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What are the repercussions when schools cancel honors classes?

Parents, students, administrators and facilities have been up in arms at the string of canceled honors classes across the country. Honors classes were established in high schools to prepare students for the more rigorous curriculum an Advanced Placement (AP) course would have. Honors classes gave students who did not wish to take an AP class the chance to challenge themselves academically. These classes went at a faster pace, gave more advanced work and were credited with a higher course weight, which provided students with a boost in their overall grade point average (GPA). At the popularity and success of these honors classes, administrators and school board higher-ups, in an act of rarely found agreement, decided to implement these classes at lower education levels such as elementary and middle schools.

The reasoning behind this plan was to see if students started in honors young, maybe they could pursue a fast-track option. The beginning of honors classes in younger children would provide smarter, happier, well-rounded and ready minds. That one “prodigy” that every school seems to have would no longer be unsatisfied with their basic curriculum. The students who would eventually go on to be identified as Gifted and Talent Education would no longer have to read books at a level below their capabilities, and those children who misbehave in class out of boredom would now have the tools to flourish.

Of course, honors classes can’t be implemented in every school, so it then became a race; how could parents get their kids into a school with an honors program? Not only that, but how will their children be admitted into the honors program itself?

An oversimplification of how most elementary and middle school honors classes attain their students is this: First, G.A.T.E or any other gifted program identified students get first billing. Secondly, students who are in the regular curriculum classes but show promise may be switched into honors classes with parental approval and a teacher recommendation. Finally, by lottery, which is a system that many people are familiar with. It’s used in public school admissions by an algorithm that randomly assigns students to schools. The lottery for applying for an honors class works the same way. Parents can request that their kids be placed in an honors class and if there’s room left on the roster, names will be picked out of a hat, so to speak. For the most part, this is the way the system has worked for years. Until a couple of years ago, when one by one honors classes started dropping like flies.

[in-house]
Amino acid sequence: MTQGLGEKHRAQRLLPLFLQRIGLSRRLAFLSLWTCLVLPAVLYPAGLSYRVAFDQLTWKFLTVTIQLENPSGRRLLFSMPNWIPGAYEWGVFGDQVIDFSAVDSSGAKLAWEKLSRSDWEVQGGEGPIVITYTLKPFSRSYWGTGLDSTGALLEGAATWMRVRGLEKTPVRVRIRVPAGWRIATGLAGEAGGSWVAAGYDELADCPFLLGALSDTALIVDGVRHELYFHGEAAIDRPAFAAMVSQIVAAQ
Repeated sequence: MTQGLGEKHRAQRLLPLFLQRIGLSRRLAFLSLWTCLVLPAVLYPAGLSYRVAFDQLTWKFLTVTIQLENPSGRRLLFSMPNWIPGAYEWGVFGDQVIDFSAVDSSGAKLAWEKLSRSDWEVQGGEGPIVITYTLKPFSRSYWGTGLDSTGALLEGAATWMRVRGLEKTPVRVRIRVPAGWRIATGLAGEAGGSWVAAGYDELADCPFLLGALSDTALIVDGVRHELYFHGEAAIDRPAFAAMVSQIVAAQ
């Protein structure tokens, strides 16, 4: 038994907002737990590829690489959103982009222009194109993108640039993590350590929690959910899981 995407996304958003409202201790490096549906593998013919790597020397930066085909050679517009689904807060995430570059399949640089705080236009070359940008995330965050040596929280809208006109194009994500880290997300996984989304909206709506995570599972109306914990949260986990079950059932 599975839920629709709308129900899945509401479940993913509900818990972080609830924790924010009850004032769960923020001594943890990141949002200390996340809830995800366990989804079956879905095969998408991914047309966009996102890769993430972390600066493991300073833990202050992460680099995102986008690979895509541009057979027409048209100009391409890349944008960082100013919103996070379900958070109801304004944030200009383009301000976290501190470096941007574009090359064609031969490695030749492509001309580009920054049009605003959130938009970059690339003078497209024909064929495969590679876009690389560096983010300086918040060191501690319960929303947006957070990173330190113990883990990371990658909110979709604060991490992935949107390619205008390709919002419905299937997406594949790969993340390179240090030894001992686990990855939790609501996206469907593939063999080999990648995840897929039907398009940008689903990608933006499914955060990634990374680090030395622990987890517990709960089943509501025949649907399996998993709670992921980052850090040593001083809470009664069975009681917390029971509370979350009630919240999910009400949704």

A lack of funding to help keep the programs running, a lack of interest and participation and lack of faculty have been said to be contributing factors to the demise of honors classes. But let’s be honest: It’s all about elitism and racism.

I went to a gifted high school, so I know the rumors. Honors classes, gifted programs and “nerd” schools; they are all elitist. “They are all a bunch of snobs.” “Who do they think they are?” It’s easy to see why they may feel this way. Most honors programs and gifted schools get more resources, visibility and awards than others. In short, they just get more. So, they shut them down or turn them into something they are not.

And then there is the race gap to contend with. There is a distinct difference in the number of Caucasian and Asian students in honors classes compared to the number of Black, Latino and Native American students. And this isn’t just a fixture at one school, but across many American public schools. “There’s no diversity.” “I don’t know how they allow this.” “It’s unfair is what it is.”

What they are doing by canceling honors, what they are doing by “closing the gap,” is lowering the bar. By taking away honors classes, it says that students of color are not capable of reaching the level that an honors class provides. By taking away honors classes, they are taking away those students’ opportunities to achieve. It’s telling students of color they don’t deserve the chance to succeed in a more challenging environment. It is discouraging them, and it’s telling students who are in honors programs that they don’t deserve their intellects and their passions, that their achievements are to the detriment of other students. In their efforts to provide fairness, they are punishing both of those who are and those who can be.

Most of these questions don’t have a simple fix. And I don’t know how to proceed with policies that have already been implemented. I don’t know how to quell these valid concerns, and they are valid concerns. I don’t know how to turn back. But the one answer that I do have, the one that I have believed in and advocated for, is that honors programs deserve a place in the public-school system.

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